The crowd in the basement of Manhattan’s indie bookstore McNally Jackson spills up onto the stairs. It’s standing room only, even though I arrived over twenty minutes early. I wiggle between people and step-trip over bags, briefcases, and feet to find a spot with a decent view of the two empty stools at the front of the room.
We’re all here to see Sapphire—author of novels such as The Kid and Push, which became the acclaimed movie Precious—in conversation with Taiye Selasi about her first novel, Ghana Must Go.
At first glance, the novel is a typical story about the bonds of family. What Selasi has achieved, however, is a disturbingly poetic, penetrative exploration of the emotionally scarred members of the Sai clan at the funeral of their fallen patriarch, who abandoned them years before. The story is broken into three sections and weaves the past and present together. Selasi’s prose borders on poetry; the characters are raw, visceral.
When asked to picture an author at a book reading, most people would conjure up a frumpy, fuzzy-haired woman in Mary Janes and a moth-eaten cardigan. Yet when Selasi appears, she does so like a model emerging from the shadows and into the glare of the catwalk. She knows how to showcase her lean, yoga-inspired figure: high heels, leggings, untucked button-down shirt, a scarf draped in a casual-chic manner across her shoulders.
Selasi has an easy-breezy manner, and Sapphire is equally cool, calm, and collected—wearing the mantle of literary success like a second skin. Sapphire has come prepared with a stack of notecards on which are scrawled questions.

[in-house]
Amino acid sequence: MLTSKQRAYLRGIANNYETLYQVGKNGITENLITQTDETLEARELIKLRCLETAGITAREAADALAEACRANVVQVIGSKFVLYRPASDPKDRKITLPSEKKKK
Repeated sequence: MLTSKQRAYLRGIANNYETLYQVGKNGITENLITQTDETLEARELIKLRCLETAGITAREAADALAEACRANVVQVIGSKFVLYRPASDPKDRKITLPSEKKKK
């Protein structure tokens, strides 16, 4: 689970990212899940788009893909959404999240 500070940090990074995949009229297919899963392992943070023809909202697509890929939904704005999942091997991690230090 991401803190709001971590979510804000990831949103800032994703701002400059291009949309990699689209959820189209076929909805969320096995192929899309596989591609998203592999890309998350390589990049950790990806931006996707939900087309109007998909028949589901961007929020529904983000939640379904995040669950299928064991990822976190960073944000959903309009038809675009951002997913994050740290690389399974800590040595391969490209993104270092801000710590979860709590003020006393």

How did Selasi come up with the concept for the book? In the shower at a yoga retreat in Sweden: “The characters appeared to me as in a dream, or actually as in the shower.” She had originally planned to expand her short story “The Sex Lives of African Girls”—published in Granta—into a larger work, but Ghana Must Go came to her instead.
Why the title? She does not really know. It was the first title she gave the book when saving it as a Word document, and she never changed it.
Her next project? A novel set in Rome, a love story. She currently lives there. Living in New York, she said, she was full of confidence but not courage. Living in Rome gives her courage and the inspiration she needs to create.
Another audience member asks about her favorite novels. She pauses to think. Then answers definitively: The God of Small Things, A Heart So White, Lolita. She cites Chinua Achebe as one of her great literary influences, though she doesn’t particularly care for Things Fall Apart.
She doesn’t consider herself an African writer, just a writer: “There are only two types of writers—good writers and bad writers.” The size of the McNally Jackson crowd and the praise she received from Sapphire should assure her of what kind she is.
Photo Credit: Nancy Crompton
This article originally appeared on Zola Books.